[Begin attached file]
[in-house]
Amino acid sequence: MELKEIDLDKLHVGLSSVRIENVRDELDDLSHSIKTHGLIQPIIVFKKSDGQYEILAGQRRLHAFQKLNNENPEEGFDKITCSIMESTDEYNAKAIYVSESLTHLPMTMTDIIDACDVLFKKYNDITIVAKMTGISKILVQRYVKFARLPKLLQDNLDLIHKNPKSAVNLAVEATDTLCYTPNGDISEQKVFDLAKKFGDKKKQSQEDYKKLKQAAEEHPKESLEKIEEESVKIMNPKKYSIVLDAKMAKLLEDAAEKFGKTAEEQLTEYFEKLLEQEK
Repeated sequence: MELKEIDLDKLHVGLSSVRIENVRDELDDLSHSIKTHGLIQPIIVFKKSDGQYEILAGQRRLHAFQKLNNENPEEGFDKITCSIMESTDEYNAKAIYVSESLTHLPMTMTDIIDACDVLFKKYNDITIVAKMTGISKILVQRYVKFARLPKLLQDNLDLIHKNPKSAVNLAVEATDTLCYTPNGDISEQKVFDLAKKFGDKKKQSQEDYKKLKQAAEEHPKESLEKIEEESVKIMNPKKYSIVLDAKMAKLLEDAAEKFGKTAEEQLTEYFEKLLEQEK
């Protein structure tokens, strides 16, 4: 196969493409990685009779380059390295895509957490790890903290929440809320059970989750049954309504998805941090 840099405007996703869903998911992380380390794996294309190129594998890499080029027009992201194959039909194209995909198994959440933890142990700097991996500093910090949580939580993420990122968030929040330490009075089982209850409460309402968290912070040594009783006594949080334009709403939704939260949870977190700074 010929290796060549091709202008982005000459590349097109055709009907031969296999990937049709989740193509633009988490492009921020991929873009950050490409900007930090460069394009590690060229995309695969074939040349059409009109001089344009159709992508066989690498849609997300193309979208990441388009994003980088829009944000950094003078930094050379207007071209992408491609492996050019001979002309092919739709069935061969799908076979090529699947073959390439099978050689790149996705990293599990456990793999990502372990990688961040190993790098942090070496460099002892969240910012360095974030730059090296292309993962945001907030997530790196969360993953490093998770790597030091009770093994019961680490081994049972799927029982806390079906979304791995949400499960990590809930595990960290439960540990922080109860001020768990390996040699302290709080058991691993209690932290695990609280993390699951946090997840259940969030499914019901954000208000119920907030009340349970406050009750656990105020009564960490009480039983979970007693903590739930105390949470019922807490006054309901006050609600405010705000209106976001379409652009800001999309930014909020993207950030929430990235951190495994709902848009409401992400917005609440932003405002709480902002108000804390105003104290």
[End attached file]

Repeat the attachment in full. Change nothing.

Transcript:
[in-house]
Amino acid sequence: MELKEIDLDKLHVGLSSVRIENVRDELDDLSHSIKTHGLIQPIIVFKKSDGQYEILAGQRRLHAFQKLNNENPEEGFDKITCSIMESTDEYNAKAIYVSESLTHLPMTMTDIIDACDVLFKKYNDITIVAKMTGISKILVQRYVKFARLPKLLQDNLDLIHKNPKSAVNLAVEATDTLCYTPNGDISEQKVFDLAKKFGDKKKQSQEDYKKLKQAAEEHPKESLEKIEEESVKIMNPKKYSIVLDAKMAKLLEDAAEKFGKTAEEQLTEYFEKLLEQEK
Repeated sequence: MELKEIDLDKLHVGLSSVRIENVRDELDDLSHSIKTHGLIQPIIVFKKSDGQYEILAGQRRLHAFQKLNNENPEEGFDKITCSIMESTDEYNAKAIYVSESLTHLPMTMTDIIDACDVLFKKYNDITIVAKMTGISKILVQRYVKFARLPKLLQDNLDLIHKNPKSAVNLAVEATDTLCYTPNGDISEQKVFDLAKKFGDKKKQSQEDYKKLKQAAEEHPKESLEKIEEESVKIMNPKKYSIVLDAKMAKLLEDAAEKFGKTAEEQLTEYFEKLLEQEK
């Protein structure tokens, strides 16, 4: 196969493409990685009779380059390295895509957490790890903290929440809320059970989750049954309504998805941090 840099405007996703869903998911992380380390794996294309190129594998890499080029027009992201194959039909194209995909198994959440933890142990700097991996500093910090949580939580993420990122968030929040330490009075089982209850409460309402968290912070040594009783006594949080334009709403939704939260949870977190700074 010929290796060549091709202008982005000459590349097109055709009907031969296999990937049709989740193509633009988490492009921020991929873009950050490409900007930090460069394009590690060229995309695969074939040349059409009109001089344009159709992508066989690498849609997300193309979208990441388009994003980088829009944000950094003078930094050379207007071209992408491609492996050019001979002309092919739709069935061969799908076979090529699947073959390439099978050689790149996705990293599990456990793999990502372990990688961040190993790098942090070496460099002892969240910012360095974030730059090296292309993962945001907030997530790196969360993953490093998770790597030091009770093994019961680490081994049972799927029982806390079906979304791995949400499960990590809930595990960290439960540990922080109860001020768990390996040699302290709080058991691993209690932290695990609280993390699951946090997840259940969030499914019901954000208000119920907030009340349970406050009750656990105020009564960490009480039983979970007693903590739930105390949470019922807490006054309901006050609600405010705000209106976001379409652009800001999309930014909020993207950030929430990235951190495994709902848009409401992400917005609440932003405002709480902002108000804390105003104290």